Among TEXT patients initiating adjuvant chemotherapy and gonadotropin-releasing hormone analog concurrently, overall 5-year BCFI was 89.3%, with an average 5.8% absolute improvement with exemestane plus OFS versus tamoxifen plus OFS. Consistent benefit was evident in this cohort across the entire continuum of composite risk (Figs 4E and 4F). The smallest absolute improvement in 5-year BCFI was approximately 3% among patients in the subpopulation with lowest composite risk and 5-year BCFI of 95% or more in both treatment groups. Improvement in 5-year BCFI ranged from 5% to 15% as composite risk increased in this cohort of patients who received chemotherapy.

Patients Remaining Premenopausal After (neo)Adjuvant Chemotherapy: SOFT Prior-Chemotherapy Cohort

In the SOFT cohort of patients who remained premenopausal after chemotherapy, overall 5-year BCFI was 82.5%. On average, exemestane plus OFS improved 5-year BCFI by 5.4% and 7.4% versus tamoxifen plus OFS and tamoxifen alone, respectively, with a 2.0% improvement for tamoxifen plus OFS versus tamoxifen alone. A consistent benefit with exemestane plus OFS was evident across the continuum of composite risk (Figs 4G and 4H). The absolute benefit was smallest—on the order of 3% absolute benefit—in the subpopulations with lowest composite risk, in which 5-year BCFI was more than 90% for all three treatment groups. Thereafter, with increasing composite risk, the absolute benefit with exemestane plus OFS ranged from approximately 5% to upward of 10% to 15% versus tamoxifen alone. Also apparent was the benefit, on the order of approximately 5%, of adding OFS to tamoxifen versus tamoxifen alone for subpopulations with higher composite risk; this benefit diminished in subpopulations with lower composite risk.

The TEXT and SOFT trial results provide new adjuvant endocrine therapy options for premenopausal women that require individual decision making considering potential benefits and adverse effects. The complementary trials were designed to account for the differences worldwide in the use of chemotherapy and OFS as part of adjuvant therapy for premenopausal women with hormone receptor–positive disease. In our analysis, we emulated a clinician’s synthesis of available information to estimate the individual patient’s risk of recurrence by calculating a composite measure of recurrence risk from conventional clinicopathologic factors, including age, nodal status, tumor size, tumor grade, and ER, PgR, and Ki-67 expression. On average, the magnitude of absolute benefit with exemestane plus OFS versus tamoxifen with or without OFS was as great as the benefit with 5 years of AI versus tamoxifen for postmenopausal women—approximately 3% to 4% at 5 years.15-17However, it ranged widely from less than 1% to greater than 15% depending on risk of recurrence, as quantified by the composite measure of recurrence risk.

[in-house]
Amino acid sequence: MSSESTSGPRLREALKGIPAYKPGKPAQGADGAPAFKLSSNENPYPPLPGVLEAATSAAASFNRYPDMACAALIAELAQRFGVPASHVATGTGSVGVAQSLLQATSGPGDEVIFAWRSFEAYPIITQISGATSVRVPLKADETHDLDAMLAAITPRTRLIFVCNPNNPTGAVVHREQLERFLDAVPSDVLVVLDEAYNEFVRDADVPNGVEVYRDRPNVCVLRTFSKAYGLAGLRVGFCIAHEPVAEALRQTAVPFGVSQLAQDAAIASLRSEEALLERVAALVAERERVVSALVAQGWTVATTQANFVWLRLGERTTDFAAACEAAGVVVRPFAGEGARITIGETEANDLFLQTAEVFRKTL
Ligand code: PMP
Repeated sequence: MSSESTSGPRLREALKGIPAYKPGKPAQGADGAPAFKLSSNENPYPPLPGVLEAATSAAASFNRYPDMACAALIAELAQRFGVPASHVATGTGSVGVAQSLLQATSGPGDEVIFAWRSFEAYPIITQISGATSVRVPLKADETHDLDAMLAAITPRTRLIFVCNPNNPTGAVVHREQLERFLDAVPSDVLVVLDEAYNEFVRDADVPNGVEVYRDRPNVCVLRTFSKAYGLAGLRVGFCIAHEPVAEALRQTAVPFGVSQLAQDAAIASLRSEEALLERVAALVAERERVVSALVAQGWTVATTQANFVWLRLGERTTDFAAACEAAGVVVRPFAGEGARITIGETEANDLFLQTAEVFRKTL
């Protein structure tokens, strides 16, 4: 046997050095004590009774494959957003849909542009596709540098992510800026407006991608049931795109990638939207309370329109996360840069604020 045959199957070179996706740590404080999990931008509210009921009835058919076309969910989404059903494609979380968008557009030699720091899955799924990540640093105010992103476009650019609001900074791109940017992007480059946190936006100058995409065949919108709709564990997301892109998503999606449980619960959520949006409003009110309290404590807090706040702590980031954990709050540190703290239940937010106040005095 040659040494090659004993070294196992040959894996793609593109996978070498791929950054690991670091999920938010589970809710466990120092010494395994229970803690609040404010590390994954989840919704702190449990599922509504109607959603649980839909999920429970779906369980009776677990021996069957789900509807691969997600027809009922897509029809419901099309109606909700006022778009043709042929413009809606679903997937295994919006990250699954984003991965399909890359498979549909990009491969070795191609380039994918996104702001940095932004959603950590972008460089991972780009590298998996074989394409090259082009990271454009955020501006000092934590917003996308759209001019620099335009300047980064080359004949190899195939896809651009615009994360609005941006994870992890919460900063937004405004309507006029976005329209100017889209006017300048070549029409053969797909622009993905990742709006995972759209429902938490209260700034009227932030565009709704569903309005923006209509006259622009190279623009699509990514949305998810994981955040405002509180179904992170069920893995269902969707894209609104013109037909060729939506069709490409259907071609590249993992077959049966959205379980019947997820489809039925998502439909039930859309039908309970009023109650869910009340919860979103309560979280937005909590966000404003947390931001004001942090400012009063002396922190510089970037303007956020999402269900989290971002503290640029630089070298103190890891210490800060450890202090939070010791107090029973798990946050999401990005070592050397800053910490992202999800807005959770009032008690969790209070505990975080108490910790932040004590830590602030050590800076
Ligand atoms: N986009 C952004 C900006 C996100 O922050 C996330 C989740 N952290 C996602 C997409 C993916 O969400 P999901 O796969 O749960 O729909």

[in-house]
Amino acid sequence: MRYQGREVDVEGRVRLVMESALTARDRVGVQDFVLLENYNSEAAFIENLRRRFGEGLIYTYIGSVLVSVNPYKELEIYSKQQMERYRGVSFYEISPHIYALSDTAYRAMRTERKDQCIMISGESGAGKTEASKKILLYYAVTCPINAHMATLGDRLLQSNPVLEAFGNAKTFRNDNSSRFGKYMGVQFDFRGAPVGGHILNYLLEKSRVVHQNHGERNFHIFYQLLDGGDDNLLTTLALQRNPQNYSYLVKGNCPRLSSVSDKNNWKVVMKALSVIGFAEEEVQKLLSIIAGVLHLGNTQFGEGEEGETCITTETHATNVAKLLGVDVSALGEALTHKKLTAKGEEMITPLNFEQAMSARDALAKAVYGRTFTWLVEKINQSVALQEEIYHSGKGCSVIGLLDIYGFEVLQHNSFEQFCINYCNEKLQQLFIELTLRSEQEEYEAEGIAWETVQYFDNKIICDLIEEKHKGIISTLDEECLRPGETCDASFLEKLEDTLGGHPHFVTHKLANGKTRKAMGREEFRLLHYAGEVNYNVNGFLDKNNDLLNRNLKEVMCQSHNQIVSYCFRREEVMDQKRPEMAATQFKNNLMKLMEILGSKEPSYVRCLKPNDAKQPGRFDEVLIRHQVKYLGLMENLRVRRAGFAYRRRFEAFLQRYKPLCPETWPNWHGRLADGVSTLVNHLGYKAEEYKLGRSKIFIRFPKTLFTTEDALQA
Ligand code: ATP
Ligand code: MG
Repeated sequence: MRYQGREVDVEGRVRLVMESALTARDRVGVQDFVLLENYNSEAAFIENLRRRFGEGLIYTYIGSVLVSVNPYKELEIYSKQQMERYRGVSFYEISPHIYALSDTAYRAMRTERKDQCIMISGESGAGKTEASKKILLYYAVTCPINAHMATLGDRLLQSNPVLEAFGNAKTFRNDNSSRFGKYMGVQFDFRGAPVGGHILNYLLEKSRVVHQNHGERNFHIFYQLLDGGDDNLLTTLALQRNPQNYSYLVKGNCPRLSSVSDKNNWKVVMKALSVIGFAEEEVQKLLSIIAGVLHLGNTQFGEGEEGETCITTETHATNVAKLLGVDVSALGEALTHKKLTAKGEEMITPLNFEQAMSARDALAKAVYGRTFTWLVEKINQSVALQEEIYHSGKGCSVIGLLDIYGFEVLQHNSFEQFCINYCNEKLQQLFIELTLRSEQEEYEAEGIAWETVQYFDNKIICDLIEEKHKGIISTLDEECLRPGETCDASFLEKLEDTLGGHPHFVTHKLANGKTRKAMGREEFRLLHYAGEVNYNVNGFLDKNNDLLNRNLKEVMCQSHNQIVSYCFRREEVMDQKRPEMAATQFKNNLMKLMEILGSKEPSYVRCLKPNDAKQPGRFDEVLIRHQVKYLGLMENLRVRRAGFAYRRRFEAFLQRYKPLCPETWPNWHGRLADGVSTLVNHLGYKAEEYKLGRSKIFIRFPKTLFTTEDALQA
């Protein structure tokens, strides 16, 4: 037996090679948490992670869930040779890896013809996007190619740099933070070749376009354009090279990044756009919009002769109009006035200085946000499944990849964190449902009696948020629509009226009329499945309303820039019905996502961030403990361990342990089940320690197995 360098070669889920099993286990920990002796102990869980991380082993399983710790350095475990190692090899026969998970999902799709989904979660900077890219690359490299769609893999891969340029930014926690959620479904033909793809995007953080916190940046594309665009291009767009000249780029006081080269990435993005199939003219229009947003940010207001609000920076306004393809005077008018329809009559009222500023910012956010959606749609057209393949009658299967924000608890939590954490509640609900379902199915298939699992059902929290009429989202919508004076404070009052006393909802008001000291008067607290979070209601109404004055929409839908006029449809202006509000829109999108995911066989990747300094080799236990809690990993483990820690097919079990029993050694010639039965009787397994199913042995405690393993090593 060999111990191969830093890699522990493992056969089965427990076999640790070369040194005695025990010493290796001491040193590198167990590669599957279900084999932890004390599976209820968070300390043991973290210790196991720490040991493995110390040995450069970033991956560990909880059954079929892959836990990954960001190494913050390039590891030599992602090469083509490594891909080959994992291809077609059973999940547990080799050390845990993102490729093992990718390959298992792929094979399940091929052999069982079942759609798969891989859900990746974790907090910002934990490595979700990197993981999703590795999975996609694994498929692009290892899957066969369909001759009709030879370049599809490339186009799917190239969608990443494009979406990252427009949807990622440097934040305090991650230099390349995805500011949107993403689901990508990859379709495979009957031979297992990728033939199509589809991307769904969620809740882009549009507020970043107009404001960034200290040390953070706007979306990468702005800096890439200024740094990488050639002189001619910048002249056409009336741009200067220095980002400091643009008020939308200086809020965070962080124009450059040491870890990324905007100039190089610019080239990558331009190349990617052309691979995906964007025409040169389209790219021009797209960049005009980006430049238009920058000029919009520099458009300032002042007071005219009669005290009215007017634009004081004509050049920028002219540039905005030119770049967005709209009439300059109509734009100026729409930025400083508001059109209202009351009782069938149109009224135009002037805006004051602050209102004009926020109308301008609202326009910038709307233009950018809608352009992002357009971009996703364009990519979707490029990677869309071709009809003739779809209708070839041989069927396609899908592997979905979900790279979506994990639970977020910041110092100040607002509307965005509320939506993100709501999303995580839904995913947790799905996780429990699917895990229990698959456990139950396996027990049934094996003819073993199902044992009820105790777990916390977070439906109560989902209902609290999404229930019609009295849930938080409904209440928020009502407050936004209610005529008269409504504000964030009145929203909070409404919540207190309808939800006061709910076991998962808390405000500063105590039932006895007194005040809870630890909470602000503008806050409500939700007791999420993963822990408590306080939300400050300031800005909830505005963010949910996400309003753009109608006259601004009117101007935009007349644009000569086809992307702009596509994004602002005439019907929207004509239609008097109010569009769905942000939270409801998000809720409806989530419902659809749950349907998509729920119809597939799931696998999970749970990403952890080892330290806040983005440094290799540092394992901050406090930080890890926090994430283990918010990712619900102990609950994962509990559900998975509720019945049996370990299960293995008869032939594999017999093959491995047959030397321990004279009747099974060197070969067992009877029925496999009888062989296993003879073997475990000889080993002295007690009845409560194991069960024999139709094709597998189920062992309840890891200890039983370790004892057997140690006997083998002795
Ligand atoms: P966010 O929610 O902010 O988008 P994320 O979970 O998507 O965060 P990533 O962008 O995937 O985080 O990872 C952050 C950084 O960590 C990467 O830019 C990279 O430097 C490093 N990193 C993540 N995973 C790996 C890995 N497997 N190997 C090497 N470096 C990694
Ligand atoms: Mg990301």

Among women at lowest risk of recurrence who had excellent outcomes with all endocrine therapies—exceeding 95% freedom from breast cancer at 5 years—minimal benefit with exemestane plus OFS was evident. For these women, any benefit of exemestane plus OFS over tamoxifen alone may be judged insufficient to outweigh the additional adverse effects. For women at higher risk of recurrence, initiation and continuation of exemestane plus OFS was of greater benefit, in the range of 10% to 15% at 5 years. Moreover, when the AI cannot be tolerated, the benefit of tamoxifen plus OFS versus tamoxifen alone was also apparent for these women. For women whose recurrence risk was intermediate, the benefit of exemestane plus OFS over tamoxifen with or without OFS was moderate, approximately 5% at 5 years, requiring a balanced discussion of benefits and adverse effects. OFS results in menopausal symptoms and sexual effects,5,7 and the use of an AI versus tamoxifen requires consideration of adverse event tradeoffs,4,6 as documented among postmenopausal women.15,17 Consideration of preference, tolerance, and cost should also inform the decision-making process in this subset of patients at intermediate risk of recurrence.

One such scenario was represented by the patients with lower composite risk who were premenopausal after chemotherapy and enrolled in SOFT. These women had 5-year freedom from breast cancer exceeding 90% and an absolute benefit with exemestane plus OFS on the order of 3%.

A second intermediate clinical risk scenario were patients enrolled in TEXT with higher composite risk for whom OFS but not chemotherapy was planned. For patients enrolled in TEXT, the decision not to administer chemotherapy included knowledge that all patients would receive OFS, whereas in SOFT, OFS was administered by random assignment. Consequently, the TEXT no-chemotherapy cohort tended to have higher-risk characteristics than the SOFT no-chemotherapy cohort of patients, who were considered suitable for tamoxifen alone (Table 3). The magnitude of benefit with exemestane plus OFS versus tamoxifen plus OFS displayed a distinct pattern for patients in this scenario, with an absolute benefit of approximately 10% among subpopulations at the higher end of composite risk. The patients assigned to exemestane plus OFS from the start of adjuvant therapy had excellent outcomes using combined endocrine therapy without chemotherapy. The TEXT results suggest that in the intermediate-risk clinical scenario where the physician and patient decide to forego chemotherapy but use OFS, initiation of adjuvant OFS with the AI rather than with tamoxifen provides the greatest probability of remaining free from breast cancer at 5 years.

Table

Table 3. Distribution of Composite Measure of Recurrence Risk According to Clinicopathologic Characteristics